In this film standing opposite Jonathan Majors was never going to be an easy task. Majors delivers an antagonist whose brutality and tenacity, mixed with his determination and tragedy, provides a good medium for the audience as someone they can root for and against at the same time. The Rocky series in particular always had an issue when it came to the antagonists being one-note villains whose only goal is to inflict pain on the protagonist. That is Majors’s goal with Dame, but it comes from a place of pain and resentment not for what Adonis did when they were younger, but for forgetting about him at his lowest. He also conveys Dame with empathy, and in what is easily the most physically demanding role of his career, he still displays the quiet nature that not only helped him breakout in 2019’s The Last Black Man in San Francisco but proves himself as one of the most captivating and compelling actors in Hollywood.

Where Creed III shines brightest of all is in the directorial debut of Michael B. Jordan. Jordan taking over as director isn’t surprising given that Sylvester Stallone directed quite a bit of this franchise with Rocky II, Rocky III, Rocky IV, and Rocky Balboa, but while Stallone was better on paper than he was behind the camera, in just one film, Jordan has proven himself to be an audacious visual storyteller. How he manages to tell the story through the camera can make up for the lack of story in the script itself, and the fight scenes are truly where he shines. Early on, Jordan talked about how he wanted to incorporate anime fight scenes in a live-action way, and while these sorts of fights could have been gimmicky, he and cinematographer Kramer Morgenthau are able to work the scene beautifully crafting some of the most intense and visually appealing fight scenes in quite some time.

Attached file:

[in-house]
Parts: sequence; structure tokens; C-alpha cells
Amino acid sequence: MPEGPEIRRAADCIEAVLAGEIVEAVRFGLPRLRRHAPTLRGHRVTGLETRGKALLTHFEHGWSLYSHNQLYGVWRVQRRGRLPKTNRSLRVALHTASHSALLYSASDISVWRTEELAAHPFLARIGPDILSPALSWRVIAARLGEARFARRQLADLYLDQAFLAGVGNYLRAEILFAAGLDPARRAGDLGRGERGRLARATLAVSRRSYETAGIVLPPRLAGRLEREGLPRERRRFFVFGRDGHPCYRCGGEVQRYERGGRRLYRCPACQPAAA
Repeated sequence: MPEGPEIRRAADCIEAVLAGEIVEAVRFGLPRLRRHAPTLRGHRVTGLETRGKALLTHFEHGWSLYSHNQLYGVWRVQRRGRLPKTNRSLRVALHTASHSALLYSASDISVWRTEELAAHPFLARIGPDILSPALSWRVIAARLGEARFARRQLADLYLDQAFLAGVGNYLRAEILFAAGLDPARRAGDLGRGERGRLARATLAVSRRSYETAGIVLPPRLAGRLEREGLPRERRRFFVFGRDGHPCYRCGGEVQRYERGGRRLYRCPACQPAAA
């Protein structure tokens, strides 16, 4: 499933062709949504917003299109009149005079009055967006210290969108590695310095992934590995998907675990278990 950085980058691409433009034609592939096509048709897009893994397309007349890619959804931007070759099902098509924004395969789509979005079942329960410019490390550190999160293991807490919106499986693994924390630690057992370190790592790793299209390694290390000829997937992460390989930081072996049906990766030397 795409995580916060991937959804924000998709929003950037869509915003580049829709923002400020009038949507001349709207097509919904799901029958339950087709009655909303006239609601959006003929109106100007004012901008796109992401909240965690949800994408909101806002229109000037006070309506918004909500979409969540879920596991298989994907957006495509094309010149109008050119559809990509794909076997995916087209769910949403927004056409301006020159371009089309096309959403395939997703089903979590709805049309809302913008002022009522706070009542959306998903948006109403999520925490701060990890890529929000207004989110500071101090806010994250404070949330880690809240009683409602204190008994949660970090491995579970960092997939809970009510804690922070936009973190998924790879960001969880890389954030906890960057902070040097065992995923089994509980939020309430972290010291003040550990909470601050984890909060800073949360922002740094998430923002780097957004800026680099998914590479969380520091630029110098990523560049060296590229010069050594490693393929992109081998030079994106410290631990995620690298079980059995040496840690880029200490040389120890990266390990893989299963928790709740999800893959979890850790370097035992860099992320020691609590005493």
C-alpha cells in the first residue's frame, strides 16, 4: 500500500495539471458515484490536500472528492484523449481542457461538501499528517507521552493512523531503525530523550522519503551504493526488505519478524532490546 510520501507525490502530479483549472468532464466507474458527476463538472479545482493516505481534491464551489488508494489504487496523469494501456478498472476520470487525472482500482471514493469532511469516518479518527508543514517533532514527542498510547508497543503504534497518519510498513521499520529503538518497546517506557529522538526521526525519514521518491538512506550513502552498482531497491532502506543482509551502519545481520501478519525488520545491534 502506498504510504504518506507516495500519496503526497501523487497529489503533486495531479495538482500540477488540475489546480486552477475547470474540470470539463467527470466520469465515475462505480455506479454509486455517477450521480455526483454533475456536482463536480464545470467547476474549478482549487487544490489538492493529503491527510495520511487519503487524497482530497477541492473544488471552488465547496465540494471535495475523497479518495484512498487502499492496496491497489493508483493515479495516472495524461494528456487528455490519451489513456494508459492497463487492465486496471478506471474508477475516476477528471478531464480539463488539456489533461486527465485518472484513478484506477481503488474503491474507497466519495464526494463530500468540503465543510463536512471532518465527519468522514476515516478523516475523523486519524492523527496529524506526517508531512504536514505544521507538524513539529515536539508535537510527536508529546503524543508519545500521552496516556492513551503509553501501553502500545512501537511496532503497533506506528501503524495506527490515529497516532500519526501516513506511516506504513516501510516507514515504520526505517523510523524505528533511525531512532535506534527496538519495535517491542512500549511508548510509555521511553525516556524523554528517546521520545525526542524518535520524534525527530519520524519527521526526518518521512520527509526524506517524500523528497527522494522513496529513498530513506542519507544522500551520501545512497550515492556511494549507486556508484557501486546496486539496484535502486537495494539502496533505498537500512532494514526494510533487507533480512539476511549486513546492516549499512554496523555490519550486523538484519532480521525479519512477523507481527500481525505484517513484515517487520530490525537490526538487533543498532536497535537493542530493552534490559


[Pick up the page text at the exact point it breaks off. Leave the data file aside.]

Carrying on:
His ambition didn’t stop there, however, as he magnificently used the final fight to tell the real story of the film. Fighting in the Rocky/Creed franchise has never been about being the best, there has always been a bigger picture to the battles being shown and how Jordan frames and tells the story of the final fight through the visuals and the choreography, stripping away all of the noise and displaying two people who are fighting for much more than a title. It was a truly risky but worthwhile move that reminds you what these movies have always been about, picking yourself up even after you’ve been knocked down.

While Creed III might be the lowest of the trilogy due to a thin story, it is a dazzling directorial debut from Michael B. Jordan and another prominent turn from Jonathan Majors that makes this film an entertaining addition to the Creed saga. The original Rocky is and always will be the gold standard for films of this franchise, but now three films in, it is clear that the reins have been passed and this franchise belongs to Adonis Creed.

Grade: B